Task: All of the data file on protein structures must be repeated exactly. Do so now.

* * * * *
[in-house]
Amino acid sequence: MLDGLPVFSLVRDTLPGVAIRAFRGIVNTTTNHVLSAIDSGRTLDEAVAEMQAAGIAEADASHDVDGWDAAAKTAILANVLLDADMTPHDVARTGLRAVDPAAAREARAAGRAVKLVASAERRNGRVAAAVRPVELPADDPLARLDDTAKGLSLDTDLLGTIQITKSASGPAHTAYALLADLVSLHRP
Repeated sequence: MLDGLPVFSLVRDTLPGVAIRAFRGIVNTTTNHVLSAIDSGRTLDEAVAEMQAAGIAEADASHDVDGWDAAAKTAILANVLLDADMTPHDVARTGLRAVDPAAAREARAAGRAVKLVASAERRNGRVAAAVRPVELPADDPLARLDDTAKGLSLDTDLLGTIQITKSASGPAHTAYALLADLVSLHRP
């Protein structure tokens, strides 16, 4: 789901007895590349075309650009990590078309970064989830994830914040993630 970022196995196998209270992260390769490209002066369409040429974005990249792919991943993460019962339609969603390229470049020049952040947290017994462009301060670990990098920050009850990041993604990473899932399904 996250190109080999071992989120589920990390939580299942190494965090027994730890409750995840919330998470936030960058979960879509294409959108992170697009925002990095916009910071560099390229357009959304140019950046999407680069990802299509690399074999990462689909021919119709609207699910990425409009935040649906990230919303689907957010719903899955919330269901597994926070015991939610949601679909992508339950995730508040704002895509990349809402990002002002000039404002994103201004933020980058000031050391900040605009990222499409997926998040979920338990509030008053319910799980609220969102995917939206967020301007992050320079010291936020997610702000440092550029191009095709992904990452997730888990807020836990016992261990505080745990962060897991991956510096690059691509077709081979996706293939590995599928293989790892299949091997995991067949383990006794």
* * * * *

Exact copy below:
[in-house]
Amino acid sequence: MLDGLPVFSLVRDTLPGVAIRAFRGIVNTTTNHVLSAIDSGRTLDEAVAEMQAAGIAEADASHDVDGWDAAAKTAILANVLLDADMTPHDVARTGLRAVDPAAAREARAAGRAVKLVASAERRNGRVAAAVRPVELPADDPLARLDDTAKGLSLDTDLLGTIQITKSASGPAHTAYALLADLVSLHRP
Repeated sequence: MLDGLPVFSLVRDTLPGVAIRAFRGIVNTTTNHVLSAIDSGRTLDEAVAEMQAAGIAEADASHDVDGWDAAAKTAILANVLLDADMTPHDVARTGLRAVDPAAAREARAAGRAVKLVASAERRNGRVAAAVRPVELPADDPLARLDDTAKGLSLDTDLLGTIQITKSASGPAHTAYALLADLVSLHRP
């Protein structure tokens, strides 16, 4: 789901007895590349075309650009990590078309970064989830994830914040993630 970022196995196998209270992260390769490209002066369409040429974005990249792919991943993460019962339609969603390229470049020049952040947290017994462009301060670990990098920050009850990041993604990473899932399904 996250190109080999071992989120589920990390939580299942190494965090027994730890409750995840919330998470936030960058979960879509294409959108992170697009925002990095916009910071560099390229357009959304140019950046999407680069990802299509690399074999990462689909021919119709609207699910990425409009935040649906990230919303689907957010719903899955919330269901597994926070015991939610949601679909992508339950995730508040704002895509990349809402990002002002000039404002994103201004933020980058000031050391900040605009990222499409997926998040979920338990509030008053319910799980609220969102995917939206967020301007992050320079010291936020997610702000440092550029191009095709992904990452997730888990807020836990016992261990505080745990962060897991991956510096690059691509077709081979996706293939590995599928293989790892299949091997995991067949383990006794």